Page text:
So, since both teams can only have 85 players, the same number of players must have left as were taken.  Pretty close.  Not quite precise.  But very close.


December 18th, 2018 at 11:23 AM ^

winning cures a lot of things also. If I can win a national championship...I'm in and will do what I can to be a part of that. If I get my ass handed to me on national TV and I feel slighted because I was injured and feel like I am way more talented than the 'scrub' you replaced me with just because he practices every day...I'm outa here!

It's a cultural shift, I have a pretty good suspicion some guys were 'called out' for lack of toughness, questioning readiness to play when they were cleared to play. Some of it also centered around arbitrary perceptions, we are talking 3-4-5* talent...if I'm injured and fall three weeks behind...the gap widens quickly. I might have been the guy three weeks ago, but I can be replaced. That's a tough reality for some guys who were treated like the sun and moon rotated at their whim in high school. Harbaugh is old school. He demands the TEAM...and some "twitter princesses" don't like it. If I had to guess.


December 18th, 2018 at 8:22 AM ^

" I personally would love to see our team in a place where there is a high enough level of experience, skill, professionalism, and consistency at the top that it is extremely difficult to break into the rotation without a great deal of effort at assimilating the knowledge and being assimilated into the system. And of course, the end game is to be doing this without sacrificing any athleticism. "

I'm afraid that unicorn may very well be impossible. I think in general it's a continuum you have to choose a point along.


December 18th, 2018 at 10:28 AM ^

Yes, I said that same thing here yesterday, and it goes a little beyond your astute comments. A player who can contribute right now may often get the minutes over a more talented player, or a player who just knows--like their family does--that they can be great.

Coaches have to win games, and may or may not have the time, or patience, to coax the potential from a player. Recovering from injuries, sometimes repeated, can tax everyone's patience; doubt creeps in. There's not necessarily much blame on either side--and scrappy and lunch pail are hardly racial characteristics. But if it looks to two or three players like they are being set aside for less talented players, and they begin to whisper to one another. . . hell, a whole team can think that, and not necessarily even be completely wrong; coaches have to decide now, and develop their plans based on who's going in. If player X can go in and give you solid minutes all game long while player Y, though more gifted, is up and down. . .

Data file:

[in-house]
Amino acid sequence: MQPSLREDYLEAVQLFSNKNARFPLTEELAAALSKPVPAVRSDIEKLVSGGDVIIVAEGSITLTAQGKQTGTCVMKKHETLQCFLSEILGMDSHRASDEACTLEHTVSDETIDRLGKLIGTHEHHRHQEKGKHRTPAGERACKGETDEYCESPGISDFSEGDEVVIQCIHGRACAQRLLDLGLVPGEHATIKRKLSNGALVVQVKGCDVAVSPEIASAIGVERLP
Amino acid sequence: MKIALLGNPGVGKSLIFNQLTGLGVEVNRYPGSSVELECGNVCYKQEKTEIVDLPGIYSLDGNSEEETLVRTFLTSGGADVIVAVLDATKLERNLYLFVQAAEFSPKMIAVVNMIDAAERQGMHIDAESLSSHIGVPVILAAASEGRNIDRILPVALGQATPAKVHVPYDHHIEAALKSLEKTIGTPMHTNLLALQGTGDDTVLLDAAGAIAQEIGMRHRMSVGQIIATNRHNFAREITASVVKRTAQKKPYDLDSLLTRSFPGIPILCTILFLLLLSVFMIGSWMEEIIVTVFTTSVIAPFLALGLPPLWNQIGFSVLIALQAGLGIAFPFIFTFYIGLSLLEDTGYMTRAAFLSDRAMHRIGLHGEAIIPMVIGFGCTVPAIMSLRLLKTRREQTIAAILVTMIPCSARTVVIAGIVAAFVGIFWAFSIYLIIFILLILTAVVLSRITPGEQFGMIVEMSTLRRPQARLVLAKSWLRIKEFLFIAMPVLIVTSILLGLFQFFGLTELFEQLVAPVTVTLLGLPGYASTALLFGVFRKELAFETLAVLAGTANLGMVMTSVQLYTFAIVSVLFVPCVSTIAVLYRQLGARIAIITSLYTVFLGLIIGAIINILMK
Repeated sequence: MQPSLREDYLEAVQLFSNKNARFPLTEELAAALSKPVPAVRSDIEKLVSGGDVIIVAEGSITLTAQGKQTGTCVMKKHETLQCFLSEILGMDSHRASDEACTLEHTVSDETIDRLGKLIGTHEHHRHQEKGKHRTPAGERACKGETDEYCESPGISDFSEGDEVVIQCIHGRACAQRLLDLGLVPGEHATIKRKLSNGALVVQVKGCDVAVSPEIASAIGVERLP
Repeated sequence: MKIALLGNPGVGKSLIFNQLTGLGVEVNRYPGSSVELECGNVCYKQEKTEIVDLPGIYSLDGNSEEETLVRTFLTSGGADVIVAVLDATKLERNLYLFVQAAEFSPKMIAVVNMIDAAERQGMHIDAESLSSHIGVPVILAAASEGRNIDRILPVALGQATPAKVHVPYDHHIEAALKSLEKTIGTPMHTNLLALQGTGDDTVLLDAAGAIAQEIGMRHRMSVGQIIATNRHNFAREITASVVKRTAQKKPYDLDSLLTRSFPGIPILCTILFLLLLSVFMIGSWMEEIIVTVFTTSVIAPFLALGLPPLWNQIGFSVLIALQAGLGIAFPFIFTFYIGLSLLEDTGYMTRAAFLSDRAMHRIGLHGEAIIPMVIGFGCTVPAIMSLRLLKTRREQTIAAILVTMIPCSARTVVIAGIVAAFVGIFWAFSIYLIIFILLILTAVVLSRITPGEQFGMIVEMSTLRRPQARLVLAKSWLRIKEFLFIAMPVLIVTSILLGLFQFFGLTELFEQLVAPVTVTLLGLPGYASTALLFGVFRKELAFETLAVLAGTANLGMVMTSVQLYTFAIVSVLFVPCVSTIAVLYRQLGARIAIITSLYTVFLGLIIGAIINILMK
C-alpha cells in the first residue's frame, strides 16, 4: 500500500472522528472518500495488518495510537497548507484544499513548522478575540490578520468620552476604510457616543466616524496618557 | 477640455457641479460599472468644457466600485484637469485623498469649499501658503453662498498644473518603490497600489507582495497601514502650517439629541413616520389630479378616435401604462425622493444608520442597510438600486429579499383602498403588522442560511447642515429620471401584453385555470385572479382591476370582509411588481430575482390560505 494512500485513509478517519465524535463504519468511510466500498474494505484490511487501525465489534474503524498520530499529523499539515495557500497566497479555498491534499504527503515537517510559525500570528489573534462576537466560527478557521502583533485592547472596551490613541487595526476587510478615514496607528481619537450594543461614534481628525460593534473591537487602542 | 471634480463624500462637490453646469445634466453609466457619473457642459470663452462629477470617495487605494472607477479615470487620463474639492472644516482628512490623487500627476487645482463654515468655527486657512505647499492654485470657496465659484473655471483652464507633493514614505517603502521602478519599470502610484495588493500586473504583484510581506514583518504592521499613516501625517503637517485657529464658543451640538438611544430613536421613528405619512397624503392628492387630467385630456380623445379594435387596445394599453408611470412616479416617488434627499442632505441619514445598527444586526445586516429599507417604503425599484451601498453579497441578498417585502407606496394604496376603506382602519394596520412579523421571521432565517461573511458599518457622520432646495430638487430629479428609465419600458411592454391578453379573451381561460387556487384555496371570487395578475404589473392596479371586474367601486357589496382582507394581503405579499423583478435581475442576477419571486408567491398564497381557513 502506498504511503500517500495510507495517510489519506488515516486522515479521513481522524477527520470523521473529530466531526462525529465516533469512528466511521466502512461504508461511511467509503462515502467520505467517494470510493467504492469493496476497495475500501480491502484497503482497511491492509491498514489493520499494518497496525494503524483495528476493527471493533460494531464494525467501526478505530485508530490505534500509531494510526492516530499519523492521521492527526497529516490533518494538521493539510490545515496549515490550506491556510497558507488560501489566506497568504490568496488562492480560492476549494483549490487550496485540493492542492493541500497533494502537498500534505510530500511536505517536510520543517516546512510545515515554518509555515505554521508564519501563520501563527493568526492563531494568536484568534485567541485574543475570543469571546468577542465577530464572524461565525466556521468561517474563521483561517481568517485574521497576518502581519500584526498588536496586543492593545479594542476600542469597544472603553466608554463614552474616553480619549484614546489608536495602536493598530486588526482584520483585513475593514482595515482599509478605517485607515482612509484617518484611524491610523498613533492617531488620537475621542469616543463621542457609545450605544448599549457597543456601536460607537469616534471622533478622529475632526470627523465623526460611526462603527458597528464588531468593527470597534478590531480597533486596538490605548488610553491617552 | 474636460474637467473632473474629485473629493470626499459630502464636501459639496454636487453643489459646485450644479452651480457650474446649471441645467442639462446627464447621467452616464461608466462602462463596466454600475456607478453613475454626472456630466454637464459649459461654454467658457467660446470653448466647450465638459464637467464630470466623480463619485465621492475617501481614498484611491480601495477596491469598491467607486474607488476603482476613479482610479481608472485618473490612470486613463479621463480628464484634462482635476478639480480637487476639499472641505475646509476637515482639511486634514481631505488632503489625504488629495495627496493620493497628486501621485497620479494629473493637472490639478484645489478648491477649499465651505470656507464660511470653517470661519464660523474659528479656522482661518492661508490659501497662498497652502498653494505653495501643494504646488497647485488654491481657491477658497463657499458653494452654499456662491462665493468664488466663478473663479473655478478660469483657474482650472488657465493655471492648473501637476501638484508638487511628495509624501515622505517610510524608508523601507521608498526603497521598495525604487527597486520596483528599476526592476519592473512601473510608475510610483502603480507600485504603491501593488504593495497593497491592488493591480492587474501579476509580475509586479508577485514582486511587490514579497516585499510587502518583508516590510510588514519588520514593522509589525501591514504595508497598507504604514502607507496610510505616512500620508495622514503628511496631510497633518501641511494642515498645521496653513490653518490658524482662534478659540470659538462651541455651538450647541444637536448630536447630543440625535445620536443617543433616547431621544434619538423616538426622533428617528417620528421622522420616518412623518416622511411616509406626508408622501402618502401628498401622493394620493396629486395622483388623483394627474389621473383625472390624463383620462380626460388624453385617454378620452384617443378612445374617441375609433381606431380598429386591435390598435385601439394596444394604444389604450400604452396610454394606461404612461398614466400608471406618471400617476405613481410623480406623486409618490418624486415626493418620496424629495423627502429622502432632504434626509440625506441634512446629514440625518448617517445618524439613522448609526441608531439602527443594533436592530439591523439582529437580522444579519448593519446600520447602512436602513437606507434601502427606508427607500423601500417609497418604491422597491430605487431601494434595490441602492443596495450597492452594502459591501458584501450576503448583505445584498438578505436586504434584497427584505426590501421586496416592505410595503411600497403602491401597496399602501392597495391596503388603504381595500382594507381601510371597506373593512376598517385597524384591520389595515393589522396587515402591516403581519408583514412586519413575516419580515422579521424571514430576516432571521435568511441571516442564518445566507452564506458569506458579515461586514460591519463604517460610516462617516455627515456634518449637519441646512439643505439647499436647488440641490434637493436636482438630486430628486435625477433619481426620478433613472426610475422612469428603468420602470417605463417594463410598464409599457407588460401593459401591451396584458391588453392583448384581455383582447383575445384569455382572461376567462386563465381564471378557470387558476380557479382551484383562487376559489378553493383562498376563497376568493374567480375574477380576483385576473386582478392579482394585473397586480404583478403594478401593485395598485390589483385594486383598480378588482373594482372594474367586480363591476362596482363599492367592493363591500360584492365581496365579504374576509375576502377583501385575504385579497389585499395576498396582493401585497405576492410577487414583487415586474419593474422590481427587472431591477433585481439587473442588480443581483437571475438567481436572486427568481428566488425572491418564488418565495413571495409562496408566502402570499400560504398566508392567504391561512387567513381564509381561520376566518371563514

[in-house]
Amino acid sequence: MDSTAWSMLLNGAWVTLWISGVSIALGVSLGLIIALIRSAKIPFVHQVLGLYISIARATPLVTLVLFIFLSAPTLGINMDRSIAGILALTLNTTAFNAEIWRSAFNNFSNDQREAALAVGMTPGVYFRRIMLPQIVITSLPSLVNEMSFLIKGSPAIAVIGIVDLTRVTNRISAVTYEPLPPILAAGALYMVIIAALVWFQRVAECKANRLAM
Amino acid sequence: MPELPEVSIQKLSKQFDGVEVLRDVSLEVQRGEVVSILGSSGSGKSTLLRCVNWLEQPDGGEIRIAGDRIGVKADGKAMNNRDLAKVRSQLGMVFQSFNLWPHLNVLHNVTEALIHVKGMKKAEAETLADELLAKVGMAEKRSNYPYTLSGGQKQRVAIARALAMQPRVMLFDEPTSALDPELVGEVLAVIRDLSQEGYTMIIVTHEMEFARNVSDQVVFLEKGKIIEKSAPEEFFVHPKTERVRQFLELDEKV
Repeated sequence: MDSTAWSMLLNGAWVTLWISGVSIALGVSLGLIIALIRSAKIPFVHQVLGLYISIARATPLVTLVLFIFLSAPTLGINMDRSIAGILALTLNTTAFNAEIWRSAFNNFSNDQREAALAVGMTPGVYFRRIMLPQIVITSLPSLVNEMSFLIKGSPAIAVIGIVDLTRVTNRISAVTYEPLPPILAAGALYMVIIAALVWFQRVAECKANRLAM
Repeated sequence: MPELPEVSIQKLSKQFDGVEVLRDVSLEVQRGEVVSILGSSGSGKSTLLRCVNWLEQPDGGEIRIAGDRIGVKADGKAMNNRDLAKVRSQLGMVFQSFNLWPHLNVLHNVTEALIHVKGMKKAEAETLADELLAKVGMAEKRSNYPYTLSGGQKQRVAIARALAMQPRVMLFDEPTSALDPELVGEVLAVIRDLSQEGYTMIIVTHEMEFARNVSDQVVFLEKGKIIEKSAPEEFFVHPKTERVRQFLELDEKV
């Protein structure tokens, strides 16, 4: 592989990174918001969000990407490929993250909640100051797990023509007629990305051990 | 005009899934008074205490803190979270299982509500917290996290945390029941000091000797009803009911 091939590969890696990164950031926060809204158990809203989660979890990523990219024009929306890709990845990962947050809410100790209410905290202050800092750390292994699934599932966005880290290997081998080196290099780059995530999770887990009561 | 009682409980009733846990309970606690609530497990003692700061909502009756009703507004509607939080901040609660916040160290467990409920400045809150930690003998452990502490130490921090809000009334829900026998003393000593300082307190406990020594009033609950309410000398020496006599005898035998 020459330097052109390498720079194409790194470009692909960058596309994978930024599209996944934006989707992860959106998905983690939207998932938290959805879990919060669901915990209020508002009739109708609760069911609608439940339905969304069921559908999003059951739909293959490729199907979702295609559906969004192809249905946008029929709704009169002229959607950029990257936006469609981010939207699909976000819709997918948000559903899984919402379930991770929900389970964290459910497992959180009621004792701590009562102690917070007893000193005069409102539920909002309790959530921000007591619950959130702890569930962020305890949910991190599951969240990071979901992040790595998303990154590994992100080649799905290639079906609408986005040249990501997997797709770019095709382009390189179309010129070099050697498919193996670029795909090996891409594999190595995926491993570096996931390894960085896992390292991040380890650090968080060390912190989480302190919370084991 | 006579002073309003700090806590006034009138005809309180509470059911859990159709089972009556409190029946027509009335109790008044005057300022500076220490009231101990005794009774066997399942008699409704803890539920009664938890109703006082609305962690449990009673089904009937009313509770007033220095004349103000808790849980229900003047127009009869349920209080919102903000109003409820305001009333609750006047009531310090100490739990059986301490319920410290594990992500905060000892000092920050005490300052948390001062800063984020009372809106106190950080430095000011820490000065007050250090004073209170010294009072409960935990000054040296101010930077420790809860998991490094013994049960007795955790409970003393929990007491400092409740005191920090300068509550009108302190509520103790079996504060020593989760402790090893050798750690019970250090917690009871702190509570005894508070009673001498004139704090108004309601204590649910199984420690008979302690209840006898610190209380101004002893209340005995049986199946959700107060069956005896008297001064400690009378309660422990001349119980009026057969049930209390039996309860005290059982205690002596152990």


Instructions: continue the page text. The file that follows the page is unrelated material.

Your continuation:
Meawhile, coaching philosophies are shifting, S&P coaches are changing, a lot is going on. It's a sausage-making, unforgiving business with a coach who feels pressure to succeed. Gon' be some ugly from time to time, maybe without anyone being too terribly monstrous personally. In a world where kids have more options, sometimes they're gonna go. They may not care about our definitions of loyalty, etc. They want to play, and they have a very small window to achieve what they can in. And many of them are going to wonder where all that love and respect and attention they got coming in disappeared to on their way out the door. 


December 18th, 2018 at 1:13 AM ^

I realize you're not saying this but I wanna put this near the top. I'm NOT saying *I* think there was anything racist happening. In fact, my post is to point I don't think that's the issue (nor OSU etc) but that it's about injuries instead. Maybe others are blaming me without having seen the other comments but it's come up multiple times. I'm not spreading anything. It's already been spread, and I wrote my post in part to quash it. And if people are worried about players or recruits hearing about it, don't people think they get more insight into the program by being a part of it or close to those who are? We aren't important or influential here.

I was thinking specifically of one poster's comments here and maybe I should have mentioned since many others didn't see what was said. But he said he's a close friend of a family member of Hudson and they were talking about it. He didn't actually think it was the issue and was trying to be clear he was just reporting what he heard from someone who would know. He could be lying sure, but it didn't sound like a troll job. And again, he wasn't the only one who brought it up.


December 18th, 2018 at 10:00 AM ^

To any newcomers.  Just a PSA.  Mineral King is not Shea Patterson.  He is a poster who appeared in the fall and went a healthy like 2 for 5 in "insider like predictions" about the team and personnel.